Fig. 1 depicts our full training pipeline. We first present its individual components and the manner in which they are connected into a feature pipeline, that is, a single branch. We then introduce our loss function that is computed from the output of two such branches. Finally, we present the training scheme we developed to learn their weights.

3.1 LF-Net: a Local Feature Network

Our architecture has two main components. The first one is a dense, multi-scale, fully convolutional network that returns keypoint locations, scales, and orientations. It is designed to achieve fast inference time, and be agnostic to image size. The second is a network that outputs local descriptors for patches cropped around keypoints produced by the first network.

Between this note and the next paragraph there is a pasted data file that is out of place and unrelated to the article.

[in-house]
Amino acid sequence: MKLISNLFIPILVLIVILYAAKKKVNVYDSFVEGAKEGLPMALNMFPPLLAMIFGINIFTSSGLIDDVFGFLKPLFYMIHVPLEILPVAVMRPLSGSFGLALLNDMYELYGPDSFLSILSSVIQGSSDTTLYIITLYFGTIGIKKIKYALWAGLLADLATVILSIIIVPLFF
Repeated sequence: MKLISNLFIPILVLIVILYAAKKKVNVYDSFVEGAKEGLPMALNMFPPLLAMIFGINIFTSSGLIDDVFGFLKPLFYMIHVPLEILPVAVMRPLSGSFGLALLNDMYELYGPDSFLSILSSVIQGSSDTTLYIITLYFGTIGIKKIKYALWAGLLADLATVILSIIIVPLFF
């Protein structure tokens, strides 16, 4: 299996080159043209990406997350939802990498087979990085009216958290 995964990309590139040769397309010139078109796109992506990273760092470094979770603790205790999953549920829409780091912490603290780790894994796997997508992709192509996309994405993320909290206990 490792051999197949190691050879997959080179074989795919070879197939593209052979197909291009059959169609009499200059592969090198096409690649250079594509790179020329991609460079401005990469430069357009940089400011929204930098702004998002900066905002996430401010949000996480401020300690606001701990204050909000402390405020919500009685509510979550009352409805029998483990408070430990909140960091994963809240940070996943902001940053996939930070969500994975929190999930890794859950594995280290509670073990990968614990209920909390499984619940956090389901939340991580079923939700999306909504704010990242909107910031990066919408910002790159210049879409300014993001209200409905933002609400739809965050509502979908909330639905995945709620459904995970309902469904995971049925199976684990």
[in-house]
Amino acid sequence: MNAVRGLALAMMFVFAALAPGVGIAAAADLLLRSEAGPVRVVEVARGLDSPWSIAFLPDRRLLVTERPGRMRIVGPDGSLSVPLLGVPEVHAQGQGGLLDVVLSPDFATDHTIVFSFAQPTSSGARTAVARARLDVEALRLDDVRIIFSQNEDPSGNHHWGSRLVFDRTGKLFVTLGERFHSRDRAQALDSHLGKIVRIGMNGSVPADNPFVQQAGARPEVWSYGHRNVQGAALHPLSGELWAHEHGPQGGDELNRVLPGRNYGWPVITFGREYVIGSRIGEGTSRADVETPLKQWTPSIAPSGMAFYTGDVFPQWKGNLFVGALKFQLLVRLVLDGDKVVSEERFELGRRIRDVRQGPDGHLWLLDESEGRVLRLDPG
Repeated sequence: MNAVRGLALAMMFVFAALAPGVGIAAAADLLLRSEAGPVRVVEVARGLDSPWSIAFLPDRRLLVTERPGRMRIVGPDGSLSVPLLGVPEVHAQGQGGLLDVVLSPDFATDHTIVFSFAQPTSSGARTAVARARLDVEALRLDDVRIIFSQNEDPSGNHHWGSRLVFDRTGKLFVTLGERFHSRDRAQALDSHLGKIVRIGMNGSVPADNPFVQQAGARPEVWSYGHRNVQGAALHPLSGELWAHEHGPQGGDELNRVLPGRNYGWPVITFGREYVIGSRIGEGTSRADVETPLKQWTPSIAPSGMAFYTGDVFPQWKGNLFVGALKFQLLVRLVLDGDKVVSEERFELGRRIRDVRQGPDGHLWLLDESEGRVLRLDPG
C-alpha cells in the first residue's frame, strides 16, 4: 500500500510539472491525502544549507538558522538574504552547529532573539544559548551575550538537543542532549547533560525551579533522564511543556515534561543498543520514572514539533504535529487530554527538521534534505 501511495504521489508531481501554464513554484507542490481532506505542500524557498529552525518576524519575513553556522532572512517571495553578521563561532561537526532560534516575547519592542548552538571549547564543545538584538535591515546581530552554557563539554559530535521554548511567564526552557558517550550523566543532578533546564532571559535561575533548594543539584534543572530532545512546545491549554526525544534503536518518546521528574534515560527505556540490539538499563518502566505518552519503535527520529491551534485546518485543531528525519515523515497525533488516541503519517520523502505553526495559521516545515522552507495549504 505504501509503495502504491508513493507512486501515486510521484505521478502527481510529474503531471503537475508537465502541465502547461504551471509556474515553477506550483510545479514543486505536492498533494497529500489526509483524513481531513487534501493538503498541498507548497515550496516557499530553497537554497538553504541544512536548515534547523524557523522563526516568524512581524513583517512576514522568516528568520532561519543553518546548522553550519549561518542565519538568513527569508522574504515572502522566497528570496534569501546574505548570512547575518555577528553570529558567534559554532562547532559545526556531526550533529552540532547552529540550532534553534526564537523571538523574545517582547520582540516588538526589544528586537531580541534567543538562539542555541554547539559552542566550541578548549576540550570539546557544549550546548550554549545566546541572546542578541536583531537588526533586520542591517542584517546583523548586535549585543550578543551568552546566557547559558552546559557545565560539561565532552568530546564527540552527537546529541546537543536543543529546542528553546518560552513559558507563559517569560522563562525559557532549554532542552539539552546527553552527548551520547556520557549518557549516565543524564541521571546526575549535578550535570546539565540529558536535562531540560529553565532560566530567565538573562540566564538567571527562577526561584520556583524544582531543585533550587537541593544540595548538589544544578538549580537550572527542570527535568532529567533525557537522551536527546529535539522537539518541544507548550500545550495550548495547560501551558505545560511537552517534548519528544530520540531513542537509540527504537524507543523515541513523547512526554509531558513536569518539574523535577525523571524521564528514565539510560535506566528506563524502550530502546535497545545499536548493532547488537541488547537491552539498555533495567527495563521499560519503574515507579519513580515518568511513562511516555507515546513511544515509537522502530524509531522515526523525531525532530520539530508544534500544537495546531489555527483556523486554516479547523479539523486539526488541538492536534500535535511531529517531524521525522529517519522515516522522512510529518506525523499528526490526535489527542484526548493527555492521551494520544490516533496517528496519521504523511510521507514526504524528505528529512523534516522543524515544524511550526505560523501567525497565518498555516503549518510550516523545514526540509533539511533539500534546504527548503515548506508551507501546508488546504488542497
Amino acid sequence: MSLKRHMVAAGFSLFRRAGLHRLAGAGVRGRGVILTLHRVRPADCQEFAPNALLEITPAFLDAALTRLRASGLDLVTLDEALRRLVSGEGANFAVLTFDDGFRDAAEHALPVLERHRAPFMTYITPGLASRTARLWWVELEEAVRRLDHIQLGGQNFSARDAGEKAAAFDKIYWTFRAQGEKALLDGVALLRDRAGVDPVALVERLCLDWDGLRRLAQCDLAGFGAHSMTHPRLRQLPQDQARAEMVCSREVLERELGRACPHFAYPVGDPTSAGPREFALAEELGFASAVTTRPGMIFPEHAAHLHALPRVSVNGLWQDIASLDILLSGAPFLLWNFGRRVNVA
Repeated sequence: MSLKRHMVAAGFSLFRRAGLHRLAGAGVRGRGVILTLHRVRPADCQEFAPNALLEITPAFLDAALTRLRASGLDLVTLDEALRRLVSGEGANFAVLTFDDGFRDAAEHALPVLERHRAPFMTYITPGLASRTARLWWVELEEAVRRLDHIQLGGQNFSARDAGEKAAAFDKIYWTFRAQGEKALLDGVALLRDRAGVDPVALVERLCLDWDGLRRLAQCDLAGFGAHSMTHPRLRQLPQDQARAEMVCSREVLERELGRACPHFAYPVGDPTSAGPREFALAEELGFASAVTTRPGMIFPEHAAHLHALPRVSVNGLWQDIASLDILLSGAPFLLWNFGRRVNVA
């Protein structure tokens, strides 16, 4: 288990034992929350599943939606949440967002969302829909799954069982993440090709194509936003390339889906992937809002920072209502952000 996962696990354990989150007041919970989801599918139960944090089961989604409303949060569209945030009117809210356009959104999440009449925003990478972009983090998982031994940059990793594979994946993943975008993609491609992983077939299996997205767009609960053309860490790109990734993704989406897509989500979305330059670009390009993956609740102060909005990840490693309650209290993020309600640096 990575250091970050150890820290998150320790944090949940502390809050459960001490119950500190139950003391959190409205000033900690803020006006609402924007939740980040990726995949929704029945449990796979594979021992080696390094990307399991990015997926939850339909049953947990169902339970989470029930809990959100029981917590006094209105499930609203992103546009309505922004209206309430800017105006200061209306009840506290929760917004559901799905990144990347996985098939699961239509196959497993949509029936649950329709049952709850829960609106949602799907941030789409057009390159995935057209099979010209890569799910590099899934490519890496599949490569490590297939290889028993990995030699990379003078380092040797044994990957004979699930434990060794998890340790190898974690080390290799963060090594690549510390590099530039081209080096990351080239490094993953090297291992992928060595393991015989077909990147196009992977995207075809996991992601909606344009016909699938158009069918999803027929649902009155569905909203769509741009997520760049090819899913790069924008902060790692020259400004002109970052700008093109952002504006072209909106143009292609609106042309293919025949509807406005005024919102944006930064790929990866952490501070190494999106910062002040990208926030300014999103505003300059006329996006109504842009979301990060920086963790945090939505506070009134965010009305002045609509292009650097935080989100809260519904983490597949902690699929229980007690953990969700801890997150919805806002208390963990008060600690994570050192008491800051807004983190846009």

In the remainder of this section, we assume that the images have been undistorted using the camera calibration data. We convert them to grayscale for simplicity and simply normalize them individually using their mean and standard deviation [39]. As will be discussed in Section 4.1, depth maps and camera parameters can all be obtained using off-the-shelf SfM algorithms [31]. As depth measurements are often missing around 3D object boundaries—especially when computed SfM algorithms—image regions for which we do not have depth measurements are masked and discarded during training.

Feature map generation.